State collates the data for each water work under its management.
Information on the following items is made available:
Design capacity, average production, number of consumers
(categories), average consumption, employment, wage bill
(categorised), costs (chemicals, fuels, electricity), other costs,
revenue (itemised for major sources).
It will then be possible to compute aggregates or proportions of each
item for the State and consequently for the nation as a whole.
It is expected that the survey/census results will yield proportions
(e.g of consumers) with access to stand pipes, tube wells, served by
boreholes, with metered premises. Such proportions can be used with
appropriate population parameters to compute desired estimates.
4. Current Methods of Data Storage and Dissemination
There is at present no reporting system for water supply statistics in
Nigeria. Data on water supply are available in bits and pieces, in hard
copies in files and occasional reports of water corporations and
summaries of activities at water treatment plants and pumping
stations which have the ability to keep such records. Hence, retrieval
and transfer follow the same pattern of hard copies of data storage.
Although each water corporation is expected to keep detailed records
of activities in each of its water works, the National Bureau of
Statistics may only be able to store aggregate or average information
for all water works in each State on its data base.

5. NBS Data Base Coding System for Water Supply Statistics


The database coding system for Water Supply Statistics shows the
structure of data as contained in National Bureau of Statisticss (NBS)
Time-Series Database (TSDB). The Water Supply Statistics are
structured into two Divisions as follows:
(a) Design Capacity and Average Production by Water Works:
States.
(b) Water Production, Usage and Other Financial Statistics on
water.
The United Nations International Standard Indusrial Classification
(ISIC) Divisional Code which NBS assigned to Design Capacity and
Average Production by water works is 41. Water Production, Usage
and Other Financial Statistics on Water are coded 42.
There are thirty-seven (37) Data items code 4101-4137 as indicated
in Design Capacity and Average Production by Water Work: States
and 23 data items codes 4201-4223 for Water Production, Usage and
Other Financial Statistics.
Items and Detail Codes
While efforts have been made to ensure that the Division Code or the
first two digits of the code assigned to each variable conforms as
much as possible to the ISIC, the items and details codes which form
the last four digits of the code assigned to each variable are arbitrarily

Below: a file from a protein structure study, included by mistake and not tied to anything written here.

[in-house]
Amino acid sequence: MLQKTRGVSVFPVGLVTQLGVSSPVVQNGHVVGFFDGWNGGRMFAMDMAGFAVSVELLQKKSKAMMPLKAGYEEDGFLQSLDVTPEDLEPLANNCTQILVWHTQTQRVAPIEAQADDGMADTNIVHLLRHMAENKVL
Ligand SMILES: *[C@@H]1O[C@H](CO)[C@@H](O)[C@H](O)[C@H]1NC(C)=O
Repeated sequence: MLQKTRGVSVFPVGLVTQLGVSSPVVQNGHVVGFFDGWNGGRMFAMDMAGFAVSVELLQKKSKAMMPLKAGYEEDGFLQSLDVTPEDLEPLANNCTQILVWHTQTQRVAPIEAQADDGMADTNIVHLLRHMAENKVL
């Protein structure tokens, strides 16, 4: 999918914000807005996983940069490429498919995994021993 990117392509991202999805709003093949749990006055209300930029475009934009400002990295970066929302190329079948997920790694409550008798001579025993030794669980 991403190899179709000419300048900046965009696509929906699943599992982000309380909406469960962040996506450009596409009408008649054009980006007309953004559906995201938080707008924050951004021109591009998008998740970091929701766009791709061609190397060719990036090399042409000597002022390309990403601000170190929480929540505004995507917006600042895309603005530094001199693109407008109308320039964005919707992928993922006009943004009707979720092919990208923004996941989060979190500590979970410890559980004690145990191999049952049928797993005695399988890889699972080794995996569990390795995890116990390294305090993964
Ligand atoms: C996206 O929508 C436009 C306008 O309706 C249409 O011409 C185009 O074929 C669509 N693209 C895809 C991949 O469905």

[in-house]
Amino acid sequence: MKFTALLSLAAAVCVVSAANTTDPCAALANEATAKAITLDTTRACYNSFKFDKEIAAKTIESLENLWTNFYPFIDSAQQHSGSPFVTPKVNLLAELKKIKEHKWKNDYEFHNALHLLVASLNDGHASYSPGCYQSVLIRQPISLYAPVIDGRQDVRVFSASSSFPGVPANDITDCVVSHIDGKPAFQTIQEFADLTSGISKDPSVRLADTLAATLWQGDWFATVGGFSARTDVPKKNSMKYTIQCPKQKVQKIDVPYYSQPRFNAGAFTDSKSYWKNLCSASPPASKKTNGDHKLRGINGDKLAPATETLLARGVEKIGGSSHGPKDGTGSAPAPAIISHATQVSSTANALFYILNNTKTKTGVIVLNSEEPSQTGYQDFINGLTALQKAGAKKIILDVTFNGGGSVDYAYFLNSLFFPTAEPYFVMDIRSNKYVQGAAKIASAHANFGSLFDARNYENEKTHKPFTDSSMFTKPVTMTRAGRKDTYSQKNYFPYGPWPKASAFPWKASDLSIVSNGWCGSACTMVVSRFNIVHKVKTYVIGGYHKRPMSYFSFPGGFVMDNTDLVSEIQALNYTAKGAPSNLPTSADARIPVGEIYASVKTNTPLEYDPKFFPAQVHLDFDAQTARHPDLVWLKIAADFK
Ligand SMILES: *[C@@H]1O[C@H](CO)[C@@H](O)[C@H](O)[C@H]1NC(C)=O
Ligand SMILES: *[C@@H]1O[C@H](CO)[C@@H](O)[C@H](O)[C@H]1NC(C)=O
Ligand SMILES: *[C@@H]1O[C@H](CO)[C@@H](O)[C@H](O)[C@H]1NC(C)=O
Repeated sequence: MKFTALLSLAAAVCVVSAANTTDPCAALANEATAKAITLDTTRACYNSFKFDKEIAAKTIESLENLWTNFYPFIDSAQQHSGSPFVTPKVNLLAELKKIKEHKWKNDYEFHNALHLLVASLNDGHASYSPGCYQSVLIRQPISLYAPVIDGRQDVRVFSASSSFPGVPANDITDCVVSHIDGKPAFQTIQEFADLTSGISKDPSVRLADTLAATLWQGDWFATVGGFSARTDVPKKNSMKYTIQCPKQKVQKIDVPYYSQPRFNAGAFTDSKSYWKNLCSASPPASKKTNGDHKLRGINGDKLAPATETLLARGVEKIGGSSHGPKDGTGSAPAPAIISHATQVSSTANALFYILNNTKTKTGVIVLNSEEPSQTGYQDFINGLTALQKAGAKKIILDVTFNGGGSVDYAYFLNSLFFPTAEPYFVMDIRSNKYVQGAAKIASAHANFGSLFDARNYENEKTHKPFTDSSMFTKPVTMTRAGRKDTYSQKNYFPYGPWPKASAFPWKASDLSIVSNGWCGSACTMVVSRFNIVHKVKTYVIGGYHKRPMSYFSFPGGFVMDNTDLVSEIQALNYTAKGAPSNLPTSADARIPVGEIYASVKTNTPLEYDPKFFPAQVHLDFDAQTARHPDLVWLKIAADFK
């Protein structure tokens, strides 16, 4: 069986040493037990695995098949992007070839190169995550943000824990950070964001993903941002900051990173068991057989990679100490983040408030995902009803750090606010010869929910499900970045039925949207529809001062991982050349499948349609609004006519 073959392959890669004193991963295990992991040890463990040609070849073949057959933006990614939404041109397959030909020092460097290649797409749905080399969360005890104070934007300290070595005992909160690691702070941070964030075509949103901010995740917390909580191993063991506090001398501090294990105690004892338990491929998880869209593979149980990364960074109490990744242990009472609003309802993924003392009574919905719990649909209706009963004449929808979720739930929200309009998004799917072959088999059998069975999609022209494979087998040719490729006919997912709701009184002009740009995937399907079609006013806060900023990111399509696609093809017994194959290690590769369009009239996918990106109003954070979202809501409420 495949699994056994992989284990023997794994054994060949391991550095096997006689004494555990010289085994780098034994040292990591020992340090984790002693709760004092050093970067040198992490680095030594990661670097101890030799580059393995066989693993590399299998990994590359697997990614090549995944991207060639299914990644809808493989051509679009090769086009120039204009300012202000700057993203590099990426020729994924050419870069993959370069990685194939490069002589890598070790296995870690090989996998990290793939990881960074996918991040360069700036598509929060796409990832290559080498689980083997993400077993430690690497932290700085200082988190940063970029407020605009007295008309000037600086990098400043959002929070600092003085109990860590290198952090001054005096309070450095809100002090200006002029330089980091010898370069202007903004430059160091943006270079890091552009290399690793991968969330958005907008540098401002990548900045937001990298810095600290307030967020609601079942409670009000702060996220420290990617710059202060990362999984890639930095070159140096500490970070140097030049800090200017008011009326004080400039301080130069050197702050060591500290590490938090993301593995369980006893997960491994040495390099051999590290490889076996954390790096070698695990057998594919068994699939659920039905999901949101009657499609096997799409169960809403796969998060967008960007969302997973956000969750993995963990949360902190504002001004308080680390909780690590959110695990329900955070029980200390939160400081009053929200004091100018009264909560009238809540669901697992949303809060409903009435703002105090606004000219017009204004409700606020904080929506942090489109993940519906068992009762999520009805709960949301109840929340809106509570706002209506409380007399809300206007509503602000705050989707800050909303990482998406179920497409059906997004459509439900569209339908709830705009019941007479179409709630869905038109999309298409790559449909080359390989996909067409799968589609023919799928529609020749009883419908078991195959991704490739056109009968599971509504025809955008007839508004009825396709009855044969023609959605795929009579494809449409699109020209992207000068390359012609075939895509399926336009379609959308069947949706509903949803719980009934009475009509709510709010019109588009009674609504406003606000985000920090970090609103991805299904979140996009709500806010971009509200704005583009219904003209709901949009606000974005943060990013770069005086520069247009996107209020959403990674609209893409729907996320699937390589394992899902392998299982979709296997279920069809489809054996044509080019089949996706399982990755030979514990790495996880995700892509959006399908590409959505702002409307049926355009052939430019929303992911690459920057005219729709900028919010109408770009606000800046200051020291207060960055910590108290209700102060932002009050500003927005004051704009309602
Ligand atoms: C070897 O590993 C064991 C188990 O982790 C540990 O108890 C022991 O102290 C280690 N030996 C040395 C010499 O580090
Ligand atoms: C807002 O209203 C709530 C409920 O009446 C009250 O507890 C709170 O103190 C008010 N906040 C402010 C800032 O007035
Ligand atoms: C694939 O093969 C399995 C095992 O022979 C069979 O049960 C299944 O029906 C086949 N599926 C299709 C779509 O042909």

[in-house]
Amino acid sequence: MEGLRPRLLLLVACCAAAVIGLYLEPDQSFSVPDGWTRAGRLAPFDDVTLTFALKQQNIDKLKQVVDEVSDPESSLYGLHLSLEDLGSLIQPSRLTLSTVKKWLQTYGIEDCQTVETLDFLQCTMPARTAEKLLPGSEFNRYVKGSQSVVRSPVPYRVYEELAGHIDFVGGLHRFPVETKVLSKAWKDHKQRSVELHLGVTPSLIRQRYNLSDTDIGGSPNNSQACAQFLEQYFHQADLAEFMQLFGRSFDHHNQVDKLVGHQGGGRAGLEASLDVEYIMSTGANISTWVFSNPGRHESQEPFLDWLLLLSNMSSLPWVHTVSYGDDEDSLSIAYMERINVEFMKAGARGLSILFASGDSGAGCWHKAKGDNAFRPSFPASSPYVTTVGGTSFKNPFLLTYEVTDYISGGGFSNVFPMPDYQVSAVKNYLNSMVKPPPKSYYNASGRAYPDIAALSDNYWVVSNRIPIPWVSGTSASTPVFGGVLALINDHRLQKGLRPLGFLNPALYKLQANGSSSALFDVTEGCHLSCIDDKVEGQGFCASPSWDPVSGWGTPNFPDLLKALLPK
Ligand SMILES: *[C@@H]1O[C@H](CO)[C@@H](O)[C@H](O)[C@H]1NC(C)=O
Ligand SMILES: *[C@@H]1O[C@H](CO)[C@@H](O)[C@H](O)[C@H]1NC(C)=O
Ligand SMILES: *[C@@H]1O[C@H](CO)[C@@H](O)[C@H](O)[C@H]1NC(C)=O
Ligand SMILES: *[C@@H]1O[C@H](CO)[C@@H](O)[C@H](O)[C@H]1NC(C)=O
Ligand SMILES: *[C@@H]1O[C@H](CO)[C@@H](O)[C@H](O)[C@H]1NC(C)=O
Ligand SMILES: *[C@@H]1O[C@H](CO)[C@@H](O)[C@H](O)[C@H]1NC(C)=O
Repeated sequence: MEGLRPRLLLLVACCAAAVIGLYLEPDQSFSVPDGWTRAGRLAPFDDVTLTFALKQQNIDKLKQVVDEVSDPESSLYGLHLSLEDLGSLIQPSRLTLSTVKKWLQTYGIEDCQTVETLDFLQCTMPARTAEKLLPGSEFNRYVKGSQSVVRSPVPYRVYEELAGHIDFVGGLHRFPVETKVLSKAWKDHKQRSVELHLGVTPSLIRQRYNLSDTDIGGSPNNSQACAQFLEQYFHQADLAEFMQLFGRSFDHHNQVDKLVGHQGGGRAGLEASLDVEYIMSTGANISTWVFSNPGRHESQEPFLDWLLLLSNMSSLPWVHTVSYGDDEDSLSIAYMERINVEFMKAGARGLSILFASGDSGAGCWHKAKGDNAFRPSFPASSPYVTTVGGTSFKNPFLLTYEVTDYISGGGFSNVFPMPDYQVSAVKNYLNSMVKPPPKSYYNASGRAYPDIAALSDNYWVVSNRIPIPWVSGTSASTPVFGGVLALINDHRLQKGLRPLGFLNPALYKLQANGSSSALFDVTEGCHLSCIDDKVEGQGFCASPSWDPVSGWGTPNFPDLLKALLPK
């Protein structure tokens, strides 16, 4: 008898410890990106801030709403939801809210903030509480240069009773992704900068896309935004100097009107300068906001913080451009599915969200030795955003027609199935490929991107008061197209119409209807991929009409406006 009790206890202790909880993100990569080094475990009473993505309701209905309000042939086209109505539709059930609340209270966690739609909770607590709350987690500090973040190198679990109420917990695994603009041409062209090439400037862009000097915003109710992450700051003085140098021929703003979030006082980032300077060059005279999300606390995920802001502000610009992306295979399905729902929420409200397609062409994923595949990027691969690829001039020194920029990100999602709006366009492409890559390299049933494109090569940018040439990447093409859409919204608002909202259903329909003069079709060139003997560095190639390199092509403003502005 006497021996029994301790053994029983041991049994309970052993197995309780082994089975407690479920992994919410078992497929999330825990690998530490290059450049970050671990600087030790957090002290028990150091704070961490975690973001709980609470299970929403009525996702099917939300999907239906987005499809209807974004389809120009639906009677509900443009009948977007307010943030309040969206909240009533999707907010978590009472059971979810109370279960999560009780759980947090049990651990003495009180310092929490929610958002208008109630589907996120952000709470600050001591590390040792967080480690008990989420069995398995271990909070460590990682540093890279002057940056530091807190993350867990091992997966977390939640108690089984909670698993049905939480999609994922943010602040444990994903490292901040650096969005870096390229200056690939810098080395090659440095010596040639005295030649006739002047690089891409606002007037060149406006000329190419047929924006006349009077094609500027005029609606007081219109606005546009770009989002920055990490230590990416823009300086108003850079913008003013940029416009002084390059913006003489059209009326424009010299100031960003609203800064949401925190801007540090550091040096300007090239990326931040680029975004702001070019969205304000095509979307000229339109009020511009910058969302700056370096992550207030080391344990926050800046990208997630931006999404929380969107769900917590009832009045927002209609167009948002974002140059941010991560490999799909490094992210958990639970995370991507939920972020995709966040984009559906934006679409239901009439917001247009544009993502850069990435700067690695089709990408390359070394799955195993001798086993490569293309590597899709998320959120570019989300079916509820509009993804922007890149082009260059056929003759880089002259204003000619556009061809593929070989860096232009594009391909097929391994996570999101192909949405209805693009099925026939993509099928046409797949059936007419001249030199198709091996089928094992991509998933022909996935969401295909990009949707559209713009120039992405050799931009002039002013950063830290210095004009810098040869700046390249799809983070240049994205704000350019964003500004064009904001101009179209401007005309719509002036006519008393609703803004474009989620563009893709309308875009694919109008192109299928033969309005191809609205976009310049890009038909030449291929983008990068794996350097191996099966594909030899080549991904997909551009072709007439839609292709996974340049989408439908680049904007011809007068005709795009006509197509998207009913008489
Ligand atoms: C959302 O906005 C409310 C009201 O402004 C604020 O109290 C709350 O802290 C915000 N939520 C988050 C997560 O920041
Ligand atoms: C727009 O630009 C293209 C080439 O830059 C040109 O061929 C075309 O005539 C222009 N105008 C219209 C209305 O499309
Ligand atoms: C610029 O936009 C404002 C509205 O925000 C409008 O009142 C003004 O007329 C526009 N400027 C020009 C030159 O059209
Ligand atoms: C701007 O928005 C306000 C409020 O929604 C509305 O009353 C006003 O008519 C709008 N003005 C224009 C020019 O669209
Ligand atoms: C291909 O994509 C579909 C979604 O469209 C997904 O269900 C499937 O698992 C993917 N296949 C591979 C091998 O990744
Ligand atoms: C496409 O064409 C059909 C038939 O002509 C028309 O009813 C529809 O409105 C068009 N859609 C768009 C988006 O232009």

determined. The Division-Item-Detail (DID) coding system is the basis
for coding NBSs datasets.
Generally, the National Bureau of
Statistics (NBS) is using a six-digit code for attributes (variables) in its
data base with the first two digits as the division code, 3rd and 4th as
the items code and the last two (5th and 6th) as the details code.
Based on this coding system, the NBS data structure for Water
Supply is as shown below:

6. CONCLUDING REMARKS
State Water Corporations/Boards used to have the monopoly of
distributing potable water to consumers, but the inadequacy and
inconsistency of supply by these agencies have led to increased
participation of the private sector. Their supplies are purchased from
the agencies or drawn from private boreholes, tube wells and other
sources.

A recent survey has shown that 80 per cent of boreholes in a locality


in Nigeria are privately-owned and are selling water to the public.
Most wealthy Nigerians with houses in the semi-urban and especially
rural areas sink their own boreholes, while not less than 50 per cent
of households sink theirs or have access to tube wells as
supplementary (to water corporations supply) or sole sources of
potable water supply.
For health reasons and statistical purposes, it is desirable to compel
operators of such boreholes to maintain records similar to those kept
at the water corporations/boards.
The National Agency for Food and Drugs Administration and Control
[NAFDAC] also has a role to play in ensuring that the quality of
potable water dispensed to the consumer does not fall below an
acceptable minimum standard. The Agency should have access to a
data base with information on quality of potable water in different
locations if it is to play this role effectively.